Where does the number 108 come from? For inspiration on his story, Murayama turned to the classic Chinese novel “Water Margin,” also titled Suikoden in Japan. Water Margin takes place in a marsh in ancient China where 108 bandits join forces to resist the government. Their story involves recruiting members to build an army, and eventually they are turned to for aid in times of need to resist foreign invasions.

Very similarly, our protagonist is a member of royalty in Suikoden, the son of the empire’s most highly decorated general. A few twists of fate later and he finds himself the leader of the resistance against the very same empire he once served after seeing how its generals have abused their powers and wreaked havoc and tragedy across the countryside.

He is called upon in a time of need, and sets out to recruit an army worthy of defending the people from a wayward emperor. What was once a mere rebellion is built up into a liberating force to bring peace to the land once again.

Suikoden’s world is home to every race from the fantasy books, from elves, dragons, and dwarves to lesser common races like Kobolds. While searching for team members to recruit, you will interact with every one of them, and really get a feel for how this world’s social structure ties itself together. The rich live in the capital, the poor like in villages scattered throughout the countryside. Industry is just taking off as a character invents a “steam engine” before the quest is up.

Not everything is important to the story, but this is World Building 101, and it at all serves a purpose in the the sequels.

What makes Suikoden so great is that it feels like a full package. It’s not the deepest of games, but it has everything where it matters most: great personalities, a wonderful story, a complete world with vastly different social classes and environments, great music, and best of all, not an ounce of padding.

Newcomers might take 16 hours to beat this game in its entirety, and veterans maybe 12, but what resonates most with this game is that you are getting exactly 12 hours of content out of the game. No grinding, no needless wandering across open worlds, no pointless treasure hunts, and an ultra fast battle system with rarely any excessive animation. Suikoden’s break-neck pace is the best staple of the franchise, delivering exactly the amount of content you paid for.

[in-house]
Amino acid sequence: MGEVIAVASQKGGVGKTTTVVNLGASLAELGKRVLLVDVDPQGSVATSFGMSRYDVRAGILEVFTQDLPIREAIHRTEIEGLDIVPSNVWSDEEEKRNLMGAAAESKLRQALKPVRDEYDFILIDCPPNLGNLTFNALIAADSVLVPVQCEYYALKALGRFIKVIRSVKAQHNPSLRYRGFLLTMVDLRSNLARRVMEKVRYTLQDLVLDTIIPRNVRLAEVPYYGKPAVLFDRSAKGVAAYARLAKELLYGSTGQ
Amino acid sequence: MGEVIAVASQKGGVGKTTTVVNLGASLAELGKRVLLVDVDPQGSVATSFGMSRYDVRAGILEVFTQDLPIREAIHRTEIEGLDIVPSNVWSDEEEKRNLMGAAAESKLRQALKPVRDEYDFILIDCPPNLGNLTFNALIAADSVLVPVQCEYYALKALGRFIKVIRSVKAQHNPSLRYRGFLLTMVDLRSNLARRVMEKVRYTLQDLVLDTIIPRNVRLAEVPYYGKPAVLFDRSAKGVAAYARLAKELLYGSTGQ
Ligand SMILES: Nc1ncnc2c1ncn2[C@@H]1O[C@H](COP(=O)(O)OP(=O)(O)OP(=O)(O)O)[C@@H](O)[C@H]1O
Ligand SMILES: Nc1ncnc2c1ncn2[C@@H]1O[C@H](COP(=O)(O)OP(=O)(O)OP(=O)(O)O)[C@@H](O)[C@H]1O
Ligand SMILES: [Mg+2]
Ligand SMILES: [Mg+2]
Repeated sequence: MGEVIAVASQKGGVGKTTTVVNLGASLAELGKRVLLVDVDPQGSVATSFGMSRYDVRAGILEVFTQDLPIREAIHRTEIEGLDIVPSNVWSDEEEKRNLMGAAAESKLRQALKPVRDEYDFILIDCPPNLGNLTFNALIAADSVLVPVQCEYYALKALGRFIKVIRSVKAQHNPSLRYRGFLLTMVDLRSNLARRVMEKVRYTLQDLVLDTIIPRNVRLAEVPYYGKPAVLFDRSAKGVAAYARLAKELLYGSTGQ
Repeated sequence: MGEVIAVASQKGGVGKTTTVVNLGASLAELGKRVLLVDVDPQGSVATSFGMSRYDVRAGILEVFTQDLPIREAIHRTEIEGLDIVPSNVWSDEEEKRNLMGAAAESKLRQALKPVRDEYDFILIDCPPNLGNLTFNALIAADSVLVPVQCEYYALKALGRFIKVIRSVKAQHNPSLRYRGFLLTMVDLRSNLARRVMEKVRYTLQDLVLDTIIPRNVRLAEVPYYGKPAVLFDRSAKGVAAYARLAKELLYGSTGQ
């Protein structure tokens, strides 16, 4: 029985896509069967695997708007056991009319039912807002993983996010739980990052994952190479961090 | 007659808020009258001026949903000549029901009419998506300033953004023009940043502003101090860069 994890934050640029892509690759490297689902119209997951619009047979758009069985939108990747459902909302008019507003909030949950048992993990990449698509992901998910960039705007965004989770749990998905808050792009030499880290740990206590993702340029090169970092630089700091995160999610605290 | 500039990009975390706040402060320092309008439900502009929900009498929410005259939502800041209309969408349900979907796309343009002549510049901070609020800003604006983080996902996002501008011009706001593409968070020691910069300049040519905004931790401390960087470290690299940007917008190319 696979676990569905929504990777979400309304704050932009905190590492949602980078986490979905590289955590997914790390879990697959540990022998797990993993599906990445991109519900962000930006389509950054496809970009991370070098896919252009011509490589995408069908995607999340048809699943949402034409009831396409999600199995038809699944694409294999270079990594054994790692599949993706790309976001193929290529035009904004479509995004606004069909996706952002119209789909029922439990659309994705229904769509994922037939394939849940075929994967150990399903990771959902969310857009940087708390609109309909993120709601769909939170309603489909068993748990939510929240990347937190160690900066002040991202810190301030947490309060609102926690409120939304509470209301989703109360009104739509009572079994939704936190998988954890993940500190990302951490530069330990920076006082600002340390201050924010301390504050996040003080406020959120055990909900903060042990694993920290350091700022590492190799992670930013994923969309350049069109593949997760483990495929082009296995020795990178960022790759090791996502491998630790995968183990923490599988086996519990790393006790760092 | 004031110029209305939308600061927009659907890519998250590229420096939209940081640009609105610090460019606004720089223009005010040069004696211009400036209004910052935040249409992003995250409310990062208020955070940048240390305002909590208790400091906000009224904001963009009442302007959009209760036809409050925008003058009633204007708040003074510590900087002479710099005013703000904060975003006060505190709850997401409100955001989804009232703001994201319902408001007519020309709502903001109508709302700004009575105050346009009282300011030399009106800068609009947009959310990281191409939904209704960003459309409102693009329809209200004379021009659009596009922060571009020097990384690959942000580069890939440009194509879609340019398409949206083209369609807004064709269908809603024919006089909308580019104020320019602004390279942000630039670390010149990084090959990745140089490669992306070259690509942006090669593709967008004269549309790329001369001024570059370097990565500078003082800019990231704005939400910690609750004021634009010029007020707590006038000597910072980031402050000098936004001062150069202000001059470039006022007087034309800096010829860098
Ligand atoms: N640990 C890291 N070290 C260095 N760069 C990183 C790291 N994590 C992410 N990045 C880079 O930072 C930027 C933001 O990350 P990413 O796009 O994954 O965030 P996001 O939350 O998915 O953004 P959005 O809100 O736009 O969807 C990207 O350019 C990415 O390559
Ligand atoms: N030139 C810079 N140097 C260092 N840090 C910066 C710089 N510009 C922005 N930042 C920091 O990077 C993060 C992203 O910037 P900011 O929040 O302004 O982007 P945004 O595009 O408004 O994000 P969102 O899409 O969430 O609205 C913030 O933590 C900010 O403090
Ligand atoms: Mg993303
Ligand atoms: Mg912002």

This would carry over into its 60 hour sequel, one of the greatest video games of all time.

Taking the Higher Ground

Suikoden II is a lot like its predecessor in many ways, just a lot bigger. And I don’t mean bigger like a bloated AAA kind of way, but rather, more of the same but perfected in every last possible way. At the time, critics derided it for playing too safe, but hindsight hasn’t been too kind to those opinions. Many who played it now hold Suikoden II as one of the finest RPG experiences ever localized into English, and luckily for newcomers, it’s just as accessible today as it was 15 years ago.

Much like Suikoden, it was not a product of its time. If 1995 was too late to be developing games with sprites, then where does that leave 1998? It didn’t help Suikoden II’s sales figures after it launched just weeks after Final Fantasy VIII. Massive summon monsters and enormous 3D worlds became the norm, and beyond Pokemon, sprite based games had no place in the gaming world anymore.

Of course, Suikoden II’s graphics were no simple jump from one game to the next. By this time, Konami knew its way around the PlayStation’s hardware and could get a lot more from these graphics than the stiff original game ever could. In a single opening scene where our protagonist meets up with his younger sister, her sprite undergoes far more animation than the entire previous game allowed for!